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Camp Internet's Global Gardening Studies are open to all Camp Expedition Teams. RAIN's Youth Technology Corps members are Expedition Team Leaders for Communities taking part.


Current Classes, Activities & Briefing

Butterfly Gardens



Grow nectar plants for butterflies in anything from window boxes to wildflower meadows.

Nectar-rich wildflowers include:
aster
bleeding heart
butterfly weed (Asclepias or milkweed)
clarkia
columbine
coreopsis
goldenrod
Indian paintbrush
iris
larkspur
lupine
nettle
owl clover
sedum
thistle
yarrow.

Other flowers including bee balm, dahlias, cosmos, dianthus, day lilies, geraniums, heliotrope, impatiens, lavender, marigolds, shasta daisy, snapdragon, statice, sweet alyssum, sweet pea, sweet william, zinnias and many members of the mint family are also great nectar sources for butterflies.

Flowering trees and shrubs which also provide nectar for butterflies include:
manzanita
ceanothus
rhododendron
elderberry
wild roses
red flowering current
butterfly bush (Buddleia)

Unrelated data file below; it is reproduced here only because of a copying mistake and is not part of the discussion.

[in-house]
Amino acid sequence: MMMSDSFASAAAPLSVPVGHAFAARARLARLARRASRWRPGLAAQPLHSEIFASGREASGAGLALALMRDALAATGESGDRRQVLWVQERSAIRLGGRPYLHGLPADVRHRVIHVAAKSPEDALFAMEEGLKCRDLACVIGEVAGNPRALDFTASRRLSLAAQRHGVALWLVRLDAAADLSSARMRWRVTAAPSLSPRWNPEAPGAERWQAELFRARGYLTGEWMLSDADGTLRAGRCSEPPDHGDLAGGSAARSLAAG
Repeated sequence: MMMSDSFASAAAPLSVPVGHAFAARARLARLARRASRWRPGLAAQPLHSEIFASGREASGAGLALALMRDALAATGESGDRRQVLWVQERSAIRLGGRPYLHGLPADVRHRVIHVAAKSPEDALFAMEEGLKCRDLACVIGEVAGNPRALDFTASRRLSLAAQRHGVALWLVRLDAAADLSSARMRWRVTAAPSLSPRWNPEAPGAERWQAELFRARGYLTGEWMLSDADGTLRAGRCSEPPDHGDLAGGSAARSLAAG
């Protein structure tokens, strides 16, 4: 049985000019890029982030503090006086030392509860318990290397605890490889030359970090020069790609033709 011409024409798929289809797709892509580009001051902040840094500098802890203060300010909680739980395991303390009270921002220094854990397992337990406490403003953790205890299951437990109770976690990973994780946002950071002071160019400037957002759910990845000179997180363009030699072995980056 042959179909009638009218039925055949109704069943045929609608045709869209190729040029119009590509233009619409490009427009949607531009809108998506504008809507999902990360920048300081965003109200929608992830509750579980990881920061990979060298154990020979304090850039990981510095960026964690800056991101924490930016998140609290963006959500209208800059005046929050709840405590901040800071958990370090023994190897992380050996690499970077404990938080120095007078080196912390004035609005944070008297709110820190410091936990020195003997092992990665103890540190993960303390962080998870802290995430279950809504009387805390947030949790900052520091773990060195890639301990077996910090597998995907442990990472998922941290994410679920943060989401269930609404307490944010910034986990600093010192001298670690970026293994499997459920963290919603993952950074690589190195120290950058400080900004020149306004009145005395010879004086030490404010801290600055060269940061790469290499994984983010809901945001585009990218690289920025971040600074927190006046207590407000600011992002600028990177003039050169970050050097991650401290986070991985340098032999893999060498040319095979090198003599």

Piper's willow
snowberry


Caterpillars, the voracious larvae of butterflies, must also have food.

Plants that provide caterpillars food include alfalfa, anise, clover, fennel, hollyhock, mallow, lupine, milkweed, nasturtium, snapdragon, sunflower, violet, cottonwood, poplar, willow, oak and horse chestnut.

In particular, Western tiger swallowtail caterpillars love alder, cherry, elm, maple, poplar and willows.

Anise swallowtail larvae love members of the parsley family such as fennel, dill and cow parsnip.

Nettles and hops are favorites of the red admiral.

And painted lady caterpillars love borage, burdock and centaurea.

For resting and sunning, shrubs provide a safe place out of the wind for butterflies.

Rocks placed in the sun or sunny bare patches out of the way of foot traffic are also great resting spots.

Butterflies cannot drink from open water.

The best way to provide drinking water is to have some wet mud somewhere in the yard where butterflies can land safely and sip.

Or mist your plants early in the morning and they will sip from the water droplets.

Misting plants later in the day may cause fungus problems.

Avoid the indiscriminate use of pesticides in the yard. Butterflies have become increasingly uncommon in urban and suburban areas because of pesticides and habitat loss.